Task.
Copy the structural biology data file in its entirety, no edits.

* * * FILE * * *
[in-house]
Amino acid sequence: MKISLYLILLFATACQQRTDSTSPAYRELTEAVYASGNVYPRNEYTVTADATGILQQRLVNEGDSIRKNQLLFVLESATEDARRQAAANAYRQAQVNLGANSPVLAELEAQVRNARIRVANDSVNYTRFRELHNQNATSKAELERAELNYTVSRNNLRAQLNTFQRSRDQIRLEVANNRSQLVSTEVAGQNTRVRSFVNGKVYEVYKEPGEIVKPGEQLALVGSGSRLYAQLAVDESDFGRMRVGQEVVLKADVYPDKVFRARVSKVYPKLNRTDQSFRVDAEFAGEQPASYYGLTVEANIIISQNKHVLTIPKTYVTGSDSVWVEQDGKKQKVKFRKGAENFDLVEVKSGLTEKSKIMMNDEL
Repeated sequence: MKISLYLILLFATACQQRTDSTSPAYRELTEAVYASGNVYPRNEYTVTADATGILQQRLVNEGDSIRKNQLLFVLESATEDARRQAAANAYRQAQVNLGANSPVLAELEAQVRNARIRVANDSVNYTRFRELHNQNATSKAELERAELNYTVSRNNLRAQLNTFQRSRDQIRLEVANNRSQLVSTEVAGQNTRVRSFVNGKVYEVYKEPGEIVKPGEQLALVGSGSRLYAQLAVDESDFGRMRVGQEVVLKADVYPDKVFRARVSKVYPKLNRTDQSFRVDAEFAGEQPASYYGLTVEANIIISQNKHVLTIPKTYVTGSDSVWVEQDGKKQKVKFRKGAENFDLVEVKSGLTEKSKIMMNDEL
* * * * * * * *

[in-house]
Amino acid sequence: MKISLYLILLFATACQQRTDSTSPAYRELTEAVYASGNVYPRNEYTVTADATGILQQRLVNEGDSIRKNQLLFVLESATEDARRQAAANAYRQAQVNLGANSPVLAELEAQVRNARIRVANDSVNYTRFRELHNQNATSKAELERAELNYTVSRNNLRAQLNTFQRSRDQIRLEVANNRSQLVSTEVAGQNTRVRSFVNGKVYEVYKEPGEIVKPGEQLALVGSGSRLYAQLAVDESDFGRMRVGQEVVLKADVYPDKVFRARVSKVYPKLNRTDQSFRVDAEFAGEQPASYYGLTVEANIIISQNKHVLTIPKTYVTGSDSVWVEQDGKKQKVKFRKGAENFDLVEVKSGLTEKSKIMMNDEL
Repeated sequence: MKISLYLILLFATACQQRTDSTSPAYRELTEAVYASGNVYPRNEYTVTADATGILQQRLVNEGDSIRKNQLLFVLESATEDARRQAAANAYRQAQVNLGANSPVLAELEAQVRNARIRVANDSVNYTRFRELHNQNATSKAELERAELNYTVSRNNLRAQLNTFQRSRDQIRLEVANNRSQLVSTEVAGQNTRVRSFVNGKVYEVYKEPGEIVKPGEQLALVGSGSRLYAQLAVDESDFGRMRVGQEVVLKADVYPDKVFRARVSKVYPKLNRTDQSFRVDAEFAGEQPASYYGLTVEANIIISQNKHVLTIPKTYVTGSDSVWVEQDGKKQKVKFRKGAENFDLVEVKSGLTEKSKIMMNDEL